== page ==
When Conrad Wiseman lost both legs, he thought he'd never be able to go walkabout on his country again.
"Before I used to walk around, go hunting," the Western Arrente man told NITV.
The 55-year-old lost both limbs a few years ago due to complications from diabetes.
It's a common condition in the Indigenous community, with Aboriginal and Torres Strait Islander people more than three times more likely to have diabetes, according to a 2014 government health report. Consequently, Indigenous people are up to 38 times more likely to have a major amputation, a health study revealed.
'I thought I'm not going to stay in a wheelchair the rest of my life.'
Believing he would never walk again, Mr Wiseman began to despair.
"I was a bit shame to go in the wheelchair to the shopping centre," he says.
"I thought about suicide a few times, because I thought I'm not going to stay in a wheelchair the rest of my life."
Now, a new concept at the Alice Springs Hospital's Prosthetics Department has given Mr Wiseman hope.
Developed with Aboriginal patients and the community, the 'Deadly Legs' program pairs prosthetic limbs with Aboriginal art work and tailor-made patterns.
Pairing art and prosthetics to break stigma
The designs neutralise the stigma attached to wearing artificial limbs, according to prosthetic leg maker Jarrod Cahir.
Patients are hesitant to wear prosthetics and undertake rehabilitation because they feel embarrassed and dislike the attention they garner, he says.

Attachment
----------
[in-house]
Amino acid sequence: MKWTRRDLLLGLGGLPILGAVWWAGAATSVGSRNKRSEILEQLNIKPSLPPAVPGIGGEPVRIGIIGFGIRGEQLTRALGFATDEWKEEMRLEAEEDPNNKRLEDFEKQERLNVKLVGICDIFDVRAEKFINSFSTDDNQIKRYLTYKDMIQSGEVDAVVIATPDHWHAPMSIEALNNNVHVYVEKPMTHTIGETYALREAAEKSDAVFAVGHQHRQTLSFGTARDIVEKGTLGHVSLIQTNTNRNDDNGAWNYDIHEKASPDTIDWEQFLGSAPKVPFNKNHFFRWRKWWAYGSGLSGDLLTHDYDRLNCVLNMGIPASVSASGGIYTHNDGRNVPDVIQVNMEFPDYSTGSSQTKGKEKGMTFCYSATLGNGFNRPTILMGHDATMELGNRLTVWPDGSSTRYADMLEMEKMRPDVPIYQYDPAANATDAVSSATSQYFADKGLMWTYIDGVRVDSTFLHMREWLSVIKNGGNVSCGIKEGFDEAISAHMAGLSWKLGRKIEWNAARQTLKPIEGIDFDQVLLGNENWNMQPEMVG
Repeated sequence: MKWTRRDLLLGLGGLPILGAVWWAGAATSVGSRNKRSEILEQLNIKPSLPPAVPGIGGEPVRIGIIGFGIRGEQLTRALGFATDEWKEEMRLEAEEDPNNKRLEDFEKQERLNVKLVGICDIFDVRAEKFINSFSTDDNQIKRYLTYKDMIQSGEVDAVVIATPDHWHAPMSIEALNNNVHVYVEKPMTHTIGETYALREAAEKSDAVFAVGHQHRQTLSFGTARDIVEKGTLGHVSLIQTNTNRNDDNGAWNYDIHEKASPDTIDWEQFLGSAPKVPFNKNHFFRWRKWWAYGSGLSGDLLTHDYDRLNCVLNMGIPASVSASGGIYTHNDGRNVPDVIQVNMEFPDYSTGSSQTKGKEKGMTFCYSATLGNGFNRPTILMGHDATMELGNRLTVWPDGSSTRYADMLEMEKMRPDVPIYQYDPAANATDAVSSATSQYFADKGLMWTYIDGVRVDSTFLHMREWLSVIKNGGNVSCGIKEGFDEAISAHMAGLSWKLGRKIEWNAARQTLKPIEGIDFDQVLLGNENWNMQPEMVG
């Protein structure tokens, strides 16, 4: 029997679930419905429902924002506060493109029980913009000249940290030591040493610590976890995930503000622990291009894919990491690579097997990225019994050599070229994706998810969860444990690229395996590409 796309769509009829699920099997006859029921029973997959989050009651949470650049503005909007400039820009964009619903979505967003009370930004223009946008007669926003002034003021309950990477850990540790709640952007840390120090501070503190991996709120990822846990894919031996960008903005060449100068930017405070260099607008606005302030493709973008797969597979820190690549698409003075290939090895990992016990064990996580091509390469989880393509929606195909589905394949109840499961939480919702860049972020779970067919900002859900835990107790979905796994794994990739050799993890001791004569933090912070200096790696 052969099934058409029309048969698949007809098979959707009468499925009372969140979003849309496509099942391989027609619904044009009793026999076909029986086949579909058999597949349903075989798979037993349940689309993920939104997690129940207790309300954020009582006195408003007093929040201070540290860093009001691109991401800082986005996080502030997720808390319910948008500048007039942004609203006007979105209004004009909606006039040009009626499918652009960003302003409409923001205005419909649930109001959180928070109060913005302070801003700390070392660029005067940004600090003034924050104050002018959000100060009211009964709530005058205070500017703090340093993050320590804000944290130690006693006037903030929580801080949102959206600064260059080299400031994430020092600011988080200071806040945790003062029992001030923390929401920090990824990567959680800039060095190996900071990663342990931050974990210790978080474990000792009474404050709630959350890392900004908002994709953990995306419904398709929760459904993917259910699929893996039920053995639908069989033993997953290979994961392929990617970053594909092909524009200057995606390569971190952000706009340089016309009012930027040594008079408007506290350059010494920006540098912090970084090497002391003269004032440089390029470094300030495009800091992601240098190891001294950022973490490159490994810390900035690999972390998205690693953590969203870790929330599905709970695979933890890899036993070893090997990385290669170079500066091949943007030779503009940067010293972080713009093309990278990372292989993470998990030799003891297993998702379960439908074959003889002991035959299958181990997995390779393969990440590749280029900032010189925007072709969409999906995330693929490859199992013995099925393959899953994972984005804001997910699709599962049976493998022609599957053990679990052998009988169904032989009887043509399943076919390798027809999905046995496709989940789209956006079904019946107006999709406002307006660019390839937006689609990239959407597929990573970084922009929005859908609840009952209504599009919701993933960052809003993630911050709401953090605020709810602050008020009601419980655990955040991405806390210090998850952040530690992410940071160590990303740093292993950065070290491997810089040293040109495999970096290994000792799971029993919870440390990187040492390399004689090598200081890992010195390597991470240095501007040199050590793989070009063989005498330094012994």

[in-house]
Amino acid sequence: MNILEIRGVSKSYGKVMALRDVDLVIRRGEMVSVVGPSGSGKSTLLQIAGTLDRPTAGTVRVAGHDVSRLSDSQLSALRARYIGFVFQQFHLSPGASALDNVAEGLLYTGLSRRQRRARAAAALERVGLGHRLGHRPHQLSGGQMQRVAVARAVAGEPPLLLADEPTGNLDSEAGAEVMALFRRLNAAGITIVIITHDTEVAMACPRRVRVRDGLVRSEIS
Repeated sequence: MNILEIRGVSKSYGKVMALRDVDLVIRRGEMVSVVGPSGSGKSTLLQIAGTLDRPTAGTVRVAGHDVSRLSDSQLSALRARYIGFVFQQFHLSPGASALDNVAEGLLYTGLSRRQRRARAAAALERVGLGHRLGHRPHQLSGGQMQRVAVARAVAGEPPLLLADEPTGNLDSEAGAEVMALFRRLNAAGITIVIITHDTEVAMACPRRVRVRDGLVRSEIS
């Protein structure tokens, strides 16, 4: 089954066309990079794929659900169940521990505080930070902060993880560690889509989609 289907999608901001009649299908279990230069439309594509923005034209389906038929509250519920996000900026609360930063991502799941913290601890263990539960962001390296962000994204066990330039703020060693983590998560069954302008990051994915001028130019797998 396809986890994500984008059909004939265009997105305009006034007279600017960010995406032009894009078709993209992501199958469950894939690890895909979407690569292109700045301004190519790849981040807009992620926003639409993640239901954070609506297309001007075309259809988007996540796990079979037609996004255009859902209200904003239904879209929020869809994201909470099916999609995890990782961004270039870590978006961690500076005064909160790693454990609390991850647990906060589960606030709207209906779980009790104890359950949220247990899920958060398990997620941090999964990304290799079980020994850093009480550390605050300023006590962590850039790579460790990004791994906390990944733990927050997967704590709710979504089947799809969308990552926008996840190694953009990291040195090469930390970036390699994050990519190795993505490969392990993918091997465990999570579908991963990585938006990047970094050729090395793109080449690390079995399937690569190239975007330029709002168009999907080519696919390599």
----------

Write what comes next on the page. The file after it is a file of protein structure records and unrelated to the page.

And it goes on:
Mr Cahir says patients would often be "great walkers" in the hospital setting, but would discard their prosthetics when they returned home.
"That shame and stigma associated with having a disability was something I'd never experienced before," he says.
"We thought right, what can we do to try and make it something that they're proud of?"
It takes around 14 hours from measuring to fitting prosthetic on the patient. The last layer of the prosthesis can be any fabric and patients can choose a design that resonates with them.
'I was just pushing myself to be a man, to be strong, not to go down.'
Mr Wiseman chose a camouflage design for his prosthetics.
"When they first gave me the leg, I was on top of the world," he says.
"It was real hard, shaky... But I was just pushing myself to be a man, to be strong, not to go down.
"If you climb that ladder, you'll get there. If you don't, you fall down, you're stuck."
Mr Wiseman is still doing his rehab, and says he is determined to walk confidently again.
"I'm real proud of what I'm doing," he says.
"If you've got the same thing that I'm going through, don't be shame.
"Be a man - walk. Be proud that you can walk."